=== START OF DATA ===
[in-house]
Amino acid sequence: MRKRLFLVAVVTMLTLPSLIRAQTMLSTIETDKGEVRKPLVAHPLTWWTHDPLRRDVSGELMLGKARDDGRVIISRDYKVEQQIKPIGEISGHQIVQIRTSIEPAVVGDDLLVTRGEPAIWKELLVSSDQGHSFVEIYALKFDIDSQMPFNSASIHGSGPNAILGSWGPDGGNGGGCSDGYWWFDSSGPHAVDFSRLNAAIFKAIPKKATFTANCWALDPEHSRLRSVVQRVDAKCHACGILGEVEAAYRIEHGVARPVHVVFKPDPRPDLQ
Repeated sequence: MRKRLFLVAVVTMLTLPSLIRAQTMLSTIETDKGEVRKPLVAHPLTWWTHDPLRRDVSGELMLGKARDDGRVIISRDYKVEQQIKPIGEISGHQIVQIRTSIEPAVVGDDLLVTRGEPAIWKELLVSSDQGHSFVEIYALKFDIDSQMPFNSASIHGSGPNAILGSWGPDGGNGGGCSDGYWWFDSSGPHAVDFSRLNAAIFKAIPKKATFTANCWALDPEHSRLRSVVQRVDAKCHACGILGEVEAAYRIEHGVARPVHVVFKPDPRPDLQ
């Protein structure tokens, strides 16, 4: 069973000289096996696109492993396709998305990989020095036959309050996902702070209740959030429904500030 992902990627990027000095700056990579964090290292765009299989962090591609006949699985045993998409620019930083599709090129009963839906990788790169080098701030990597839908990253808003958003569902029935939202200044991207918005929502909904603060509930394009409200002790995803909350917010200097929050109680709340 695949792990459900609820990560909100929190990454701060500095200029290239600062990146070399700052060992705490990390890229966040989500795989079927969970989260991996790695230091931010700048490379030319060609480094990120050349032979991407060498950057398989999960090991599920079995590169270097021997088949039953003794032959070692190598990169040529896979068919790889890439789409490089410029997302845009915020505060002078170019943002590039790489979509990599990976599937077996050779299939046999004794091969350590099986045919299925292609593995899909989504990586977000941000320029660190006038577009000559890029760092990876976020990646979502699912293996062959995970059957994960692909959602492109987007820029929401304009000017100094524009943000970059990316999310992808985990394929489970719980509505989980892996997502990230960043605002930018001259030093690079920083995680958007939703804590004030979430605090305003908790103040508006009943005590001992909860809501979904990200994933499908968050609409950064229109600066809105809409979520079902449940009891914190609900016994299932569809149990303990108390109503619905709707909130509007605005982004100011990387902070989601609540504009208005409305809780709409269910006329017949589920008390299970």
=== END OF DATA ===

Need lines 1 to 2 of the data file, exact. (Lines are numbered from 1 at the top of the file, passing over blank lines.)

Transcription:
[in-house]
Amino acid sequence: MRKRLFLVAVVTMLTLPSLIRAQTMLSTIETDKGEVRKPLVAHPLTWWTHDPLRRDVSGELMLGKARDDGRVIISRDYKVEQQIKPIGEISGHQIVQIRTSIEPAVVGDDLLVTRGEPAIWKELLVSSDQGHSFVEIYALKFDIDSQMPFNSASIHGSGPNAILGSWGPDGGNGGGCSDGYWWFDSSGPHAVDFSRLNAAIFKAIPKKATFTANCWALDPEHSRLRSVVQRVDAKCHACGILGEVEAAYRIEHGVARPVHVVFKPDPRPDLQ